Simplify your script build with Gradle

Otavio Santana
Developer Relations
05 Sep 2019

Gradle is an open-source build automation system that builds upon the concepts of Apache Ant and Apache Maven, and introduces a Groovy-based, domain-specific language (DSL), instead of the XML form used by Apache Maven to declare the project configuration. This post will cover how easy it is to use this tool, and how to migrate your Maven project to Gradle to run it on Platform.sh.

Gradle is an excellent build tool with which we can automate Java applications using a clean DSL. But it’s essential to mention that Maven is still a valid and mature tool, and Gradle doesn’t deprecate Maven. There are several tutorials where both devices are compared, and you can see several companies going back and forth between Maven and Gradle. The answer to which one is the better tool is still uncertain. What matters is that at Platform.sh, you can choose both to move your Java application to the cloud.

In the Maven project, we have the pom.xml file, where we define the library dependencies, plug-ins, and so on. In a Gradle project, we have the build.gradle file. The build file for Gradle is based on DSL. In this file, you can use a combination of declarative and imperative statements. And you can write Groovy or Kotlin code, whenever you need to. Tasks can also be created and extended dynamically at runtime.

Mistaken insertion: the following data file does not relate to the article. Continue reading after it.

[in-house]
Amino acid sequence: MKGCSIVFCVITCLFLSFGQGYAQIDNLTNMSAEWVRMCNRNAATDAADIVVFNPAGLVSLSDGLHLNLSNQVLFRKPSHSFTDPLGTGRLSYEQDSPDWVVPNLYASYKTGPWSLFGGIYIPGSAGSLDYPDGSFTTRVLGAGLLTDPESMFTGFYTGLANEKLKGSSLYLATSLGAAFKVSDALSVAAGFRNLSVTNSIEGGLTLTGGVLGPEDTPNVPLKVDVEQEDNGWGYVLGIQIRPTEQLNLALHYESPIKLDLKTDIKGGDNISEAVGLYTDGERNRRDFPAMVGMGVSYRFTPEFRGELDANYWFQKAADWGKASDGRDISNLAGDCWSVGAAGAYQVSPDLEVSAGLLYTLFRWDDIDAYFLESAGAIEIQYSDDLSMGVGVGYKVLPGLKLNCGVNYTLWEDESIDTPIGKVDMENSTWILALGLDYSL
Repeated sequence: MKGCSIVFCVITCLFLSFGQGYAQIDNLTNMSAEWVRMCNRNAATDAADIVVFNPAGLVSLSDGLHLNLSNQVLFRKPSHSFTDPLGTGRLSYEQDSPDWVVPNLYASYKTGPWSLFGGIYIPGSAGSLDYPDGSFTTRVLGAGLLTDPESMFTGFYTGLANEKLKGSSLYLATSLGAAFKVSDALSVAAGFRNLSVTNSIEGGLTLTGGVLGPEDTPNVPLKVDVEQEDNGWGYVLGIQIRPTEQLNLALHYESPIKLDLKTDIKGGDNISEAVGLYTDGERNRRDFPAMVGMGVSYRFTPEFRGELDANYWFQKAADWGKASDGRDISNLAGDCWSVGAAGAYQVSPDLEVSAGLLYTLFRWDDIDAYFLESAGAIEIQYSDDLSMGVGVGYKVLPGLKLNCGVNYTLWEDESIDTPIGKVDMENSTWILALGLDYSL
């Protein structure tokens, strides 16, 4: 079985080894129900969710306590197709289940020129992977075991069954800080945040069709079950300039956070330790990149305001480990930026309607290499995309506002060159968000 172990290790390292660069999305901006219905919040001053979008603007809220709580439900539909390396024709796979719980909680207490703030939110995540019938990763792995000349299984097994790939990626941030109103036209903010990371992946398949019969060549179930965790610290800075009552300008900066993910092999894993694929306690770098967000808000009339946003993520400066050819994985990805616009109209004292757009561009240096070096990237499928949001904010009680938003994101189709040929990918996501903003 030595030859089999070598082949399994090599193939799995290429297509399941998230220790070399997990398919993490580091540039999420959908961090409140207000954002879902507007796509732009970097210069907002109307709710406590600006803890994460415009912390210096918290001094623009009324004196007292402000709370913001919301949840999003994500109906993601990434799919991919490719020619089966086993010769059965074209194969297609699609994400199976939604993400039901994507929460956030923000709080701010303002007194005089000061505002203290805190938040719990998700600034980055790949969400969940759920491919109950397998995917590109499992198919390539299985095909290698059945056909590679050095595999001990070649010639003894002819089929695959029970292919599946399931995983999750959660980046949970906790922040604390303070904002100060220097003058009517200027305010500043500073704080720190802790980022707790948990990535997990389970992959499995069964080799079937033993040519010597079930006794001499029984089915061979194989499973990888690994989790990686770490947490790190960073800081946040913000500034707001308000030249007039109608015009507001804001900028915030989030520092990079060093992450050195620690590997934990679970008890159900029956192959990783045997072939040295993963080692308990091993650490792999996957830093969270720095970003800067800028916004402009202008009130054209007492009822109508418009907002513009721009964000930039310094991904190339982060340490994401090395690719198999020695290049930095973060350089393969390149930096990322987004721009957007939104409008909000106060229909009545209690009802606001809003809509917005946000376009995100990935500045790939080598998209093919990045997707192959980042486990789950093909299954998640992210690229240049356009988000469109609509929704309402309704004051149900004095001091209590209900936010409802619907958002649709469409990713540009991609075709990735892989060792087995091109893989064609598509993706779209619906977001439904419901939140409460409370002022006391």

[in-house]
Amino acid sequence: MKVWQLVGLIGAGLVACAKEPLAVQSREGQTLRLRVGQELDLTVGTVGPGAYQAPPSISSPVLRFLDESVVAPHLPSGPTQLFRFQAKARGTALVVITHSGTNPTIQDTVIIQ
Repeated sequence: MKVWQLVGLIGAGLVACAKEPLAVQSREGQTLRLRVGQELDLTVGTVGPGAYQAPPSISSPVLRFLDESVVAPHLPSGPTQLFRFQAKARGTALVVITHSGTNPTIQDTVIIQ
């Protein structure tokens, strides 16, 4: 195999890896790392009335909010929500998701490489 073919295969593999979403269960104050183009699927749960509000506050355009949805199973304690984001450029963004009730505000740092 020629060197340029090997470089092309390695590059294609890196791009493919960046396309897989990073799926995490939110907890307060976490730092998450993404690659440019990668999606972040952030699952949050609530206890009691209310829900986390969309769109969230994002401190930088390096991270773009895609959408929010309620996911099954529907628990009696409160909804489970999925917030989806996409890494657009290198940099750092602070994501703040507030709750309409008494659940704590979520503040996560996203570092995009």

The build settings for the code with Gradle are easy! To show you how, let’s work on the demo that uses Spring Boot with Maven and migrate it to Gradle.

We won’t change the code structure, just the build settings. As a reminder and for comparison, the pom.xml is:

<?xml version="1.0" encoding="UTF-8"?>
<project xmlns="http://maven.apache.org/POM/4.0.0" xmlns:xsi="http://www.w3.org/2001/XMLSchema-instance"
		 xsi:schemaLocation="http://maven.apache.org/POM/4.0.0 https://maven.apache.org/xsd/maven-4.0.0.xsd">
    <modelVersion>4.0.0</modelVersion>

    <groupId>com.mycompany</groupId>
    <artifactId>template-spring-boot-maven-mysql</artifactId>
    <version>0.0.1</version>
    <properties>
   	 <java.version>1.8</java.version>
    </properties>
    <parent>
   	 <groupId>org.springframework.boot</groupId>